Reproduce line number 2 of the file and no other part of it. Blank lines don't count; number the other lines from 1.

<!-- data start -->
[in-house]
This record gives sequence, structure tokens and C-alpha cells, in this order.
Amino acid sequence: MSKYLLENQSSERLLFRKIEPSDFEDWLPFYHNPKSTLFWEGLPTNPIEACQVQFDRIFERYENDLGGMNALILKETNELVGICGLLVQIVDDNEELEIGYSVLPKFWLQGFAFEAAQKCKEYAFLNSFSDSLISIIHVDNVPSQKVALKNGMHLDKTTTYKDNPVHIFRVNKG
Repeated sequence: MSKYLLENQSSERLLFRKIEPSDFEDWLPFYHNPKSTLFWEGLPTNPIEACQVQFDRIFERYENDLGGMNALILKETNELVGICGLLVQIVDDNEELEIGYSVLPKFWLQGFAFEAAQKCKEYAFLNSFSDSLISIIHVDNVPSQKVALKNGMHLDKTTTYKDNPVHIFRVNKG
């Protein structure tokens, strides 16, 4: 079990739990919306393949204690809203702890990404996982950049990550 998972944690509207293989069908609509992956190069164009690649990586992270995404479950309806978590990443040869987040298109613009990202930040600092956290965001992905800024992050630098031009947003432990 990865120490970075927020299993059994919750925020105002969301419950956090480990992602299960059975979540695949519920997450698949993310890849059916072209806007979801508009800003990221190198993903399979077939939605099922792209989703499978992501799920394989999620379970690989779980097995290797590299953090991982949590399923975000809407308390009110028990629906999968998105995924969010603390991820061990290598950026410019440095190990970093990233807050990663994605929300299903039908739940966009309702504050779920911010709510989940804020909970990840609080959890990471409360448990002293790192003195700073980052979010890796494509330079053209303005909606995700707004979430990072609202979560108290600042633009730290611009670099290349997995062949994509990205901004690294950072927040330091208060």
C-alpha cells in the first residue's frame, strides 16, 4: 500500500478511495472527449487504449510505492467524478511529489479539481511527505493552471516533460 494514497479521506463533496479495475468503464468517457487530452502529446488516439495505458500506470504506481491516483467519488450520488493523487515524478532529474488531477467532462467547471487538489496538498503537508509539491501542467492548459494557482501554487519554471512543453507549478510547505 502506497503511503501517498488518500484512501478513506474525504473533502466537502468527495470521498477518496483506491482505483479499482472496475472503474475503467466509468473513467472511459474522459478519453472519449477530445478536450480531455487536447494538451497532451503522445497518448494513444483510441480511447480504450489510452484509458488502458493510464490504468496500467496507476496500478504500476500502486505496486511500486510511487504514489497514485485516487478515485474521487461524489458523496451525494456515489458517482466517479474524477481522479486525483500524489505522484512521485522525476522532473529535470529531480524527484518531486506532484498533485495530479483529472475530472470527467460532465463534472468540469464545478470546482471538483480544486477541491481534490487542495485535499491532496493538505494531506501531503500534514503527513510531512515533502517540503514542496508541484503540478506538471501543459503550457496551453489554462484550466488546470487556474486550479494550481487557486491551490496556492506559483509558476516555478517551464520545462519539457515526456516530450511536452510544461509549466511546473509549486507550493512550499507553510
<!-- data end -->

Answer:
This record gives sequence, structure tokens and C-alpha cells, in this order.